As a renter, Nicolette de Waart was limited in the changes she could make. She opted to personalize the home with vintage wallpaper in her sons’ room, covering just a single wall with the paper to keep the space from feeling overrun with color.
A print of tropical plants accents the wall above a headboard in designer Gesa Hansen's Paris apartment. Placed in a clean rectangular frame bordered by crown molding, the spare application provides a backdrop for a room otherwise accented with white and wood.
Built-in sofas, an Eames rocker, a stool by G Plan, and concrete tiles outfit the living area of designer Orla Kiely's home in London. She chose a neutral charcoal finish for the Malm fireplace to balance the green linoleum floor and wallpaper—her own design: Rhododendron in Sunflower.
For the bedrooms in this Barragan-inspired home in Los Angeles, the residents and architect Linda Taalman sourced wallpaper from Walnut. In regards to the color scheme, owner Laura Devis says, “In Latin America, we’re not afraid of color. Pink occurs in nature. It’s everywhere in the tropics. For us, it isn’t considered ‘girlie.'”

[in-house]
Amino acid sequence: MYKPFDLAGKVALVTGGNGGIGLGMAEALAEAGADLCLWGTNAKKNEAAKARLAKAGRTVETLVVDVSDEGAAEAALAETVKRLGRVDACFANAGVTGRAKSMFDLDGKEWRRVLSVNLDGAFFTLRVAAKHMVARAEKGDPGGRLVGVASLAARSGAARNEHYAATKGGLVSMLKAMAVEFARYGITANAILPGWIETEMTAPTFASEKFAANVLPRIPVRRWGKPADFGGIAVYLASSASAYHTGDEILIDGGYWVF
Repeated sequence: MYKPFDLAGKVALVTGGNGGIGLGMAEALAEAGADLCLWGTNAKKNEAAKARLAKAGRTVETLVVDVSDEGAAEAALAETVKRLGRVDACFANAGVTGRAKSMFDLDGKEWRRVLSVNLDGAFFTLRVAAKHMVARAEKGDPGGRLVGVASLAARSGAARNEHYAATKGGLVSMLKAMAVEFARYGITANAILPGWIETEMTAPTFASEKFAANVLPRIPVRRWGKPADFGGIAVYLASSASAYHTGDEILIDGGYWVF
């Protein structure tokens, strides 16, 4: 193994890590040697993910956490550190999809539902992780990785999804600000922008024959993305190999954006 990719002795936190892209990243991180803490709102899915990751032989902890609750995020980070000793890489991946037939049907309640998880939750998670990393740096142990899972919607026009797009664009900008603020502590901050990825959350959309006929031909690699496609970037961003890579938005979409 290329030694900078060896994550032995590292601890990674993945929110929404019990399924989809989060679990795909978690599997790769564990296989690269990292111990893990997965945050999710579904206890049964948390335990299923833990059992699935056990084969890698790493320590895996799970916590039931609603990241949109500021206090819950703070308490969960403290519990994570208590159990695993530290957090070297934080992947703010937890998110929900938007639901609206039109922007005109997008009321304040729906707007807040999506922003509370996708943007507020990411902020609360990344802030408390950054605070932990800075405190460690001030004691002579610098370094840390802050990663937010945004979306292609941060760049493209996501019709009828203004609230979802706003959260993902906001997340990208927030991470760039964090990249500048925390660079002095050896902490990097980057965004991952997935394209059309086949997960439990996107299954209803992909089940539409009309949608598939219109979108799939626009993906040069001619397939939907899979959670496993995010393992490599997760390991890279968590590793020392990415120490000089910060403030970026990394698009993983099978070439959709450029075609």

Though it's technically made of tile, the red-and-white wall pattern in resident Anna Horne's home in Australia gives a great graphic accent. She sourced the Tunisian tiles directly from a manufacturer online: “When I requested this specific tile in red, it just happened to be the perfect red, so I went with my gut instinct.” Framed against the tile background is a freestanding heater by Nectre. Horne bought the hepsi kilim on a trip to Turkey and found the large leather ottoman at a bazaar in Istanbul. The small ottoman is from Country Road.
Frédéric Bonnin and Cécile Figuette launched their wallpaper studio, Minakani Walls, in 2009 following the launch of their illustration studio in 2005. The Paris-based company offers patterns on non-woven paper (i.e., it won't stretch) that can be sized to fit individual rooms.
On an 18th-century farmstead in rural Sweden, two Copenhagen designers handcrafted a summerhouse that seamlessly melds the modern and the traditional. Instead of affixing it onto a wall, resident Mette Lyng Hansen steamed and framed remnants of 19th-century wallpaper found during the renovation.
Patterned entry wallpaper on alternating walls—like this home designed by young New York startup HomePolish—makes a bold statement.